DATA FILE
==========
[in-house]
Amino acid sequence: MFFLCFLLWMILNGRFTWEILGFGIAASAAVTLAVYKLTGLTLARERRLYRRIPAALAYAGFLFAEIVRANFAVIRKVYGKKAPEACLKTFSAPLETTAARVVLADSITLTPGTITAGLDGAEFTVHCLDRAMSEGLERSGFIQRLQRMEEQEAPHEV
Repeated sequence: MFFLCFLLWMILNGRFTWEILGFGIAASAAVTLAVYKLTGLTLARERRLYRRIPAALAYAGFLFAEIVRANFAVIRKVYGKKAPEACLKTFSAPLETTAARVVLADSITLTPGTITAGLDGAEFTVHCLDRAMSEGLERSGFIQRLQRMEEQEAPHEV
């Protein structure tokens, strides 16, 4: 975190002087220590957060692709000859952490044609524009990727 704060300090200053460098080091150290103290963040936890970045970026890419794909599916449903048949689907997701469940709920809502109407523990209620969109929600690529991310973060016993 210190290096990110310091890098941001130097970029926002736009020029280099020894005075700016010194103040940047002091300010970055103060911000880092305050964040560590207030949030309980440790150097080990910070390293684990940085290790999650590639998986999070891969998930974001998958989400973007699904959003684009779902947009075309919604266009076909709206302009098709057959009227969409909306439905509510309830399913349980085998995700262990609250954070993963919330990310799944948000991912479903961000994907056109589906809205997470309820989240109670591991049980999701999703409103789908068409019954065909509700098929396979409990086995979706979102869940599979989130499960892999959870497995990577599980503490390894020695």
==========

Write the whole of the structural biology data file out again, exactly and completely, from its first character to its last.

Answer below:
[in-house]
Amino acid sequence: MFFLCFLLWMILNGRFTWEILGFGIAASAAVTLAVYKLTGLTLARERRLYRRIPAALAYAGFLFAEIVRANFAVIRKVYGKKAPEACLKTFSAPLETTAARVVLADSITLTPGTITAGLDGAEFTVHCLDRAMSEGLERSGFIQRLQRMEEQEAPHEV
Repeated sequence: MFFLCFLLWMILNGRFTWEILGFGIAASAAVTLAVYKLTGLTLARERRLYRRIPAALAYAGFLFAEIVRANFAVIRKVYGKKAPEACLKTFSAPLETTAARVVLADSITLTPGTITAGLDGAEFTVHCLDRAMSEGLERSGFIQRLQRMEEQEAPHEV
């Protein structure tokens, strides 16, 4: 975190002087220590957060692709000859952490044609524009990727 704060300090200053460098080091150290103290963040936890970045970026890419794909599916449903048949689907997701469940709920809502109407523990209620969109929600690529991310973060016993 210190290096990110310091890098941001130097970029926002736009020029280099020894005075700016010194103040940047002091300010970055103060911000880092305050964040560590207030949030309980440790150097080990910070390293684990940085290790999650590639998986999070891969998930974001998958989400973007699904959003684009779902947009075309919604266009076909709206302009098709057959009227969409909306439905509510309830399913349980085998995700262990609250954070993963919330990310799944948000991912479903961000994907056109589906809205997470309820989240109670591991049980999701999703409103789908068409019954065909509700098929396979409990086995979706979102869940599979989130499960892999959870497995990577599980503490390894020695």